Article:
It is always a pleasure during away weekends to listen to the contributions from the ‘home’ sections and following a children’s item led by Bandsman Graham Andrews, we were then blessed by the contribution of the Bristol Easton Singing Company. 


Before the spoken message was given, the band played Kenneth Downie’s beautiful arrangement of ‘In the love of Jesus’ to lead into this time of reflection.  Bandmaster Gavin Lamplough then spoke on the subject of ‘One life to live’, encouraging us not to concern ourselves with living longer, or striving to give the appearance of longer life, but to lead lives of make a live ‘for Thee’.   The band then played the middle section of Paul Lovatt-Cooper’s ‘Fire in the blood’.  This section features two emotive melodies, ‘Lord, you know that we love You’ and ‘I love You Lord’, sensitively played by soloists Nicola Redhead (principal cornet) and David Taylor (principal euphonium) respectively, testifying that our love for God makes living our lives for him our heart’s one desire.


The meeting concluded with the congregational song ‘I dare to be different’ as a declaration that we will live our lives differently, and live them only for Christ.  Finally the band played, in way of benediction, Andrew Blyth’s wonderful arrangement of ‘This is my Father’s world’ to close a well-received meeting ,with comments afterwards suggesting that the message of the band was clearly heard and understood by those who gathered there.


After a quick cup of tea (as well as the odd biscuit!) and some shared fellowship with the members of Bristol Easton Corps, the band marched a short distance to a local housing estate where the open-air was to be held.  The band played a mix of secular and non-secular music, as Band Sergeant Ian Kershaw led those listening through the short concert.  Again, the contribution of the band was well-received; with some listeners promising to return to the hall for the Band’s evening service and other connections made with the local residents there.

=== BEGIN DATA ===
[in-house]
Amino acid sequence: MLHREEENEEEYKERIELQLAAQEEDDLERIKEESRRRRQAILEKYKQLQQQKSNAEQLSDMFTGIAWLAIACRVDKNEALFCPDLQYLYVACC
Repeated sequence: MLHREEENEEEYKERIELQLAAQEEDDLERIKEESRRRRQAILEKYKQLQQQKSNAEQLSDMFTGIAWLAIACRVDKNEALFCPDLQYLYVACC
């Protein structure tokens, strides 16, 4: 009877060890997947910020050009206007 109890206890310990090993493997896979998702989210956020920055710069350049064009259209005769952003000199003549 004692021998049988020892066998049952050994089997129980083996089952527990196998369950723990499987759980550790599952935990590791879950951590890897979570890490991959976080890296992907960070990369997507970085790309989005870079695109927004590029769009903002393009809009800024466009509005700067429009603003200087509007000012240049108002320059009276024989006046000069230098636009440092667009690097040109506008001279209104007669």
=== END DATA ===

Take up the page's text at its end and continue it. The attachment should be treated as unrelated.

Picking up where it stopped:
Following further fantastic hospitality from our billets, the band returned for the final time to the sounds of Bristol Easton Young People’s Band, who impressed us with their contributions before and during the evening service.  The band kicked off their programme, led by Assistant Band Sergeant Rob O’Connor,  with the triumphant sounds of Andrew Mackereth’s ‘Ein’ Feste Burg’ contrasting with their next item, the more reflective ‘Jesus’ Blood and Righteousness’, beautifully arranged by Howard Davies.

The band are lucky enough to have a number of excellent soloists and another, International Staff Band member Andrew Dickinson was next, performing the Tenor Horn solo ‘The Piper of Dundee’, arranged by Kenneth Downie.   The band continued, with the mambo-inspired Peter Graham arrangement of ‘Ask!’ before another well-received contribution from Bristol Easton Songsters.


Before the band’s major contribution of the night, the band played Kenneth Downies’ moving arrangement of ‘Joy of Loving Hearts’ and the audience enjoyed the final soloists of the weekend, as Norman Bearcroft’s classic euphonium duet ‘Timepiece’ was ably-performed by David Taylor and Keith Watts.  The evening’s major work came in the shape of Paul Lovatt-Cooper’s ‘Fire in the Blood’.  Having performed the middle section in the morning meeting, the band performed this ever-popular piece in its entirety, with the band’s ever-present multimedia and this exciting piece of music coming together to provide a fitting finale to the weekend. 


The heart-felt thanks of both Bristol Easton and Birmingham Citadel corps were then expressed in the traditional manor.  Special thanks go to the billets and all those who provided such wonderful hospitality, as well as to the sections and corps officers at Bristol Easton who kindly took a back seat to allow the band to lead the worship this weekend.  To the band locals from both bands who have organised the weekend and to Malcolm Hayward, who works so quietly on the multimedia which enriches the band’s ministry, we also give our thanks.  And so, as all band weekends should, the band ended with a rousing rendition of a march - Albert Jakeway’s ‘Rosehill’.   A fantastic weekend was had by all, and from comments received both during the weekend and since, the message of the band was both clear and received by the people who heard it.  We pray that our Lord will continue to bless the band’s ministry and the people who worshipped with us over this weekend.




Words: David and Marc Richardson
Pictures: Graham Daff and Anthony Smith

© 2018 by Birmingham Citadel Band

Birmingham Citadel

24 St. Chad’s Queensway


B4 6HH

Tel. 0121 236 5776

Fax. 0121 236 5990